Jonathan Mead, Head Dreamcaster (ed. – maybe not the title he uses) at Illuminatedmind.net, and I view the world differently. There’s really not another way to say it. Fundamentally, he and I have different world views, which is one of the reasons why I read and enjoy his work. He’s got an amazing story to tell the world, and I appreciate the fact that he’s got the guts to go out and tell folks, even if I disagree with him on some things.
So, when he offered a free copy of his ebook Reclaim Your Dreams, I jumped on it. I’m a sucker for books, free books even more so, and a free ebook written by a guy who’s blog I enjoy and who would probably have me shaking my head in disagreement the entire time? I’m there, man.
Quite frankly, I had a tough time knowing how to review this book. I don’t want to say it’s bad, because it most definitely is not. However, until I got to Part 2, it didn’t move me at all. I’m a bit more concrete and linear than Jonathan is, and Part 1 definitely is neither concrete nor linear (I’m going to throw out “new age-y” here, in the hopes that it’s understood it’s not meant derogatorily; maybe “touchy-feely” is a better term). Once I was past Part 1, however, I found a list of practical, easy-to-implement solutions that will help people drill down to the personal foundation that their lives need to be based on. Once that foundation is located, Jonathan gives tips and tools to build from there a life that will remain true to one’s values. That, to me, is worth the price of the book.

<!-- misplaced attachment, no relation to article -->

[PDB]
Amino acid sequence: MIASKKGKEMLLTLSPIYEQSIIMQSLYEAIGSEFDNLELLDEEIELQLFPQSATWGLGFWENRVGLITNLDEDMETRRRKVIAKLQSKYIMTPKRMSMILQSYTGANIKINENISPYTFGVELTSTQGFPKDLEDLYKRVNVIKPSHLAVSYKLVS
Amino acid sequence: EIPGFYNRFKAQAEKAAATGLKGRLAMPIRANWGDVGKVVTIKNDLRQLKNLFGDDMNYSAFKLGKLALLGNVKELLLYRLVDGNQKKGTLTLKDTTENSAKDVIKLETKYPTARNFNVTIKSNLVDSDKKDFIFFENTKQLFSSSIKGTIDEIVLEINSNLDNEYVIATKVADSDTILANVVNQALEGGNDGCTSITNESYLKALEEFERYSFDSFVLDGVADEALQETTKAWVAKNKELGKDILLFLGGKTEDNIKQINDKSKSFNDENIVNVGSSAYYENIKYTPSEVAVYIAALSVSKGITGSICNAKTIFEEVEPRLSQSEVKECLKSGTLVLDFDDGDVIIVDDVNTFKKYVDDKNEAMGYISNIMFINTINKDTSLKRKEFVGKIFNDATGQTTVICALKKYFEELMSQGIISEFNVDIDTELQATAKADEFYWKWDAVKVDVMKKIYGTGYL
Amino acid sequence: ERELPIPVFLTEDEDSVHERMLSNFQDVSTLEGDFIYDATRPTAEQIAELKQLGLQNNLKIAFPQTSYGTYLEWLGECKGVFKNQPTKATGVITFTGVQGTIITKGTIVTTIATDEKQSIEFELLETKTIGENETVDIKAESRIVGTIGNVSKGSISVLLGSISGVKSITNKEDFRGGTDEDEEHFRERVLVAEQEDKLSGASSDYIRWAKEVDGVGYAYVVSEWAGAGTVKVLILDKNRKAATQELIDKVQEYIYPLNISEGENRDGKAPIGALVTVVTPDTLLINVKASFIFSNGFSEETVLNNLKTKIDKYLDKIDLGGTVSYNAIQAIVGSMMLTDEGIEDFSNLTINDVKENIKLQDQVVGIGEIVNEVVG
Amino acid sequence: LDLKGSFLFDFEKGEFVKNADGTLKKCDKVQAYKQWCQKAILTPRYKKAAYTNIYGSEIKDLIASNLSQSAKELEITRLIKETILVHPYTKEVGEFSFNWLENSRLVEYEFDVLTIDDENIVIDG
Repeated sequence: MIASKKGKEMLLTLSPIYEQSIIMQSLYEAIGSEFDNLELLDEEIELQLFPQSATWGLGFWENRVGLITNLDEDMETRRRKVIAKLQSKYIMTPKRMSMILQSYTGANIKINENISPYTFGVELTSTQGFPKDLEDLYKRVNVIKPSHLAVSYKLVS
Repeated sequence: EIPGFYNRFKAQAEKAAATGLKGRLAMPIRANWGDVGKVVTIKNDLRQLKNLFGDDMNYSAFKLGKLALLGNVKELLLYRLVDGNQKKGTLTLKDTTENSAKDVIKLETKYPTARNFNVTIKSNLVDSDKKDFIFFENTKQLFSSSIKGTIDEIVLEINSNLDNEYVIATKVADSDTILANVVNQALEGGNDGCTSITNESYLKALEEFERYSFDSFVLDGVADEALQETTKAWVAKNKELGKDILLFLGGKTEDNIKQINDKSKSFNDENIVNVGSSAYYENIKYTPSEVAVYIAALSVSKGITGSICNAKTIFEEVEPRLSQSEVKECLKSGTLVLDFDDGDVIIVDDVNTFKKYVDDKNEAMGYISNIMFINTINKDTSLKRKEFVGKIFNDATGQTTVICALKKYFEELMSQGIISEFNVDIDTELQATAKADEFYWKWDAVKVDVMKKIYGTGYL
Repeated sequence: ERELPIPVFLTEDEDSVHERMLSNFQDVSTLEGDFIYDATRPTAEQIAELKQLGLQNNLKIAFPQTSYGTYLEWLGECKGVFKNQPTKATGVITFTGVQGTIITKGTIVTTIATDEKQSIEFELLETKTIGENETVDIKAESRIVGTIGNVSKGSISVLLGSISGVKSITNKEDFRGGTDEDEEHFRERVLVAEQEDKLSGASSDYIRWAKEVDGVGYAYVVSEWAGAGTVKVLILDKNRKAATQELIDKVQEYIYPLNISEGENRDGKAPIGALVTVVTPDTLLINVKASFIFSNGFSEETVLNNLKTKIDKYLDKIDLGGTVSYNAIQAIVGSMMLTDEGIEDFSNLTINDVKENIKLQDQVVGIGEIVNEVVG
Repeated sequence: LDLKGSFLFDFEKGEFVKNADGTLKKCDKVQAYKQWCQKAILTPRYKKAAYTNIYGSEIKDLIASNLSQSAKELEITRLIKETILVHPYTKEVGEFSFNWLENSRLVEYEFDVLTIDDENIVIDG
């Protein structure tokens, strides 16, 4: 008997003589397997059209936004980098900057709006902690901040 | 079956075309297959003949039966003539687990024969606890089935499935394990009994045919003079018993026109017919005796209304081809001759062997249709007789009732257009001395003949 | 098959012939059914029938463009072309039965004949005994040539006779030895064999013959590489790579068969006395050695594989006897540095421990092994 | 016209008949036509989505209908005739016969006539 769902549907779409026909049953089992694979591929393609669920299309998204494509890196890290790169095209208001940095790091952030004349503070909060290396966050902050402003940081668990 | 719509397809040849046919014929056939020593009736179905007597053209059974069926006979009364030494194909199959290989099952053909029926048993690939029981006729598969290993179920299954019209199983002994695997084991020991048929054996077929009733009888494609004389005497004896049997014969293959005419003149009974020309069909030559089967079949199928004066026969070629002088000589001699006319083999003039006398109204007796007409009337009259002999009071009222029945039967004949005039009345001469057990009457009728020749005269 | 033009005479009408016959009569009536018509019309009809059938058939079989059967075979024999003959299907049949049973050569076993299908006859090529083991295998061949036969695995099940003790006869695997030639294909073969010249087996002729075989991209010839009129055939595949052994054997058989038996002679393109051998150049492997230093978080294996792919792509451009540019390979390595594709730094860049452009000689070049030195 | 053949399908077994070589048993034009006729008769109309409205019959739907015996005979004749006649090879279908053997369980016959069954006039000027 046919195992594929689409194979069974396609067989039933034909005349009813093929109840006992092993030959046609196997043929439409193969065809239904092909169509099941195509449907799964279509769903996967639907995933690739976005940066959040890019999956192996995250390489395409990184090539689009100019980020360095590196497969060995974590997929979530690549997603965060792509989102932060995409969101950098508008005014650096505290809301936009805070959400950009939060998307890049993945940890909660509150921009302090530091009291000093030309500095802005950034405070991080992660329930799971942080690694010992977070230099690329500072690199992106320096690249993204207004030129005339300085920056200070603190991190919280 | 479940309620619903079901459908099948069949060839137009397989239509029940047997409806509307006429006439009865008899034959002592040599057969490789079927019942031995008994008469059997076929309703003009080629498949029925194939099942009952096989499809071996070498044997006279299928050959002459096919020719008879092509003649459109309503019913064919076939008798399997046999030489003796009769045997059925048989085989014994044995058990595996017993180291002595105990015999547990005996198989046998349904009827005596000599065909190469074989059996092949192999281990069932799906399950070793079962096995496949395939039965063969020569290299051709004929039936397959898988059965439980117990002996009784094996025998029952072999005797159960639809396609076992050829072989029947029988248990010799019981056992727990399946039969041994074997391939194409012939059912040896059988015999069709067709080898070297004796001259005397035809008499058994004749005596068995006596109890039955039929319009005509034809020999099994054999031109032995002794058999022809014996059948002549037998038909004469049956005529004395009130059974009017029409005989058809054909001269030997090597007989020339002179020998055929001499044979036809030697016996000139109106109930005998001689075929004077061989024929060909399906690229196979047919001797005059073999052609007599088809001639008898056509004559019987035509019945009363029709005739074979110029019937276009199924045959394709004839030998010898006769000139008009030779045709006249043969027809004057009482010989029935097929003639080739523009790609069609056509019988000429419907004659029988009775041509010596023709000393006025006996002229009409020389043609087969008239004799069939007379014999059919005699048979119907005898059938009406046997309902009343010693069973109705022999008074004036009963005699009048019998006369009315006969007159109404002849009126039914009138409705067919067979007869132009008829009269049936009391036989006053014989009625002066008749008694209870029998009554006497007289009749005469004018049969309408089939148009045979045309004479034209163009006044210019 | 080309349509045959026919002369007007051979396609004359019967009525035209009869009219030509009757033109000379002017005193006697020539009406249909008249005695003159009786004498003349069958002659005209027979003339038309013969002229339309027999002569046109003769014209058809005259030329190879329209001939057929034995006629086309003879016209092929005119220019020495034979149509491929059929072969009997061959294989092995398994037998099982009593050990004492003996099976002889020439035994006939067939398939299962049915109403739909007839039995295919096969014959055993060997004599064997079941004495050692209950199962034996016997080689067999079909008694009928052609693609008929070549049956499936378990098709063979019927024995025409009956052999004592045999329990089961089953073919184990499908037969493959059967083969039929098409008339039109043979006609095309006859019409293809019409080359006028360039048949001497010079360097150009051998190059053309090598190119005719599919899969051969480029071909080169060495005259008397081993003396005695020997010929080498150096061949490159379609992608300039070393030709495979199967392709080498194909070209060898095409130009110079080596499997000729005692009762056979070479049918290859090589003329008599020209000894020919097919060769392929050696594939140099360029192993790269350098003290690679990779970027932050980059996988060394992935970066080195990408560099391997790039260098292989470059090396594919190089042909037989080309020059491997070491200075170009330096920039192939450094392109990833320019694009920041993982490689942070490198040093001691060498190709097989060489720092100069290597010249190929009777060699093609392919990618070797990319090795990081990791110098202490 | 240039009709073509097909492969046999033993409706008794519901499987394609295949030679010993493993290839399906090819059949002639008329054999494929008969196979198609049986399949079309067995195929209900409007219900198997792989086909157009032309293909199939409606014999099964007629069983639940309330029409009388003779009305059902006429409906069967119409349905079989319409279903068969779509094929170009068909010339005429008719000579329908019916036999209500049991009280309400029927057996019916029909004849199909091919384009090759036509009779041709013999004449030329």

Perhaps I’m biased or hypersensitive, especially since I just wrote an essay entitled “In Praise of Real Jobs“, but there seems to be a subtle bit of condemnation that comes through toward those who have “real jobs”. The first portion of book seems less designed for those who want what Jonathan’s selling, and more for those that don’t. It seems to stand in judgment of people who aren’t dying to slough off the chains of imprisonment employment and move into the dazzling light that is “creative work as your own boss”.
To me, there’s nothing wrong with either situation. The only challenge comes when a person is in one camp and truly wishes he or she were in the other (yes, there are people who, while self-employed, would trade it in for the security and consistency of a job).
If you’re in this “grass is greener” situation, however, this book is for you. If you’re lost, unable to figure out how to start turning your dreams into realities (or you don’t know what your dreams are in the first place), then Jonathan’s book is one that will get you there. He makes some amazing statements in Part 2 of this book, entitled “Manifestation”. Check this out, for instance:
“90% of living your dreams is based on how much you live in alignment with your values.”
I’ll say that it’s more like 100% (I’m assuming that Jonathan would say the other 10% is executing your plan to develop the life you want), but I totally agree with the premise behind this statement. The crux of all dissatisfaction in life is saying or believing one thing, but doing something contrary to that. Psychologists call it “cognitive dissonance”, and it’s not fun.
So, final verdict: I think that you can learn from anyone, any time. It’s usually more helpful for your own personal development if you often engage with people who don’t see the world in the same way you do. If you’re already a fan of Jonathan’s work at Illuminated Mind, you’ll really enjoy the book. If you’re more like me, and less like Jonathan, you need to read this book even more. Go pick it up.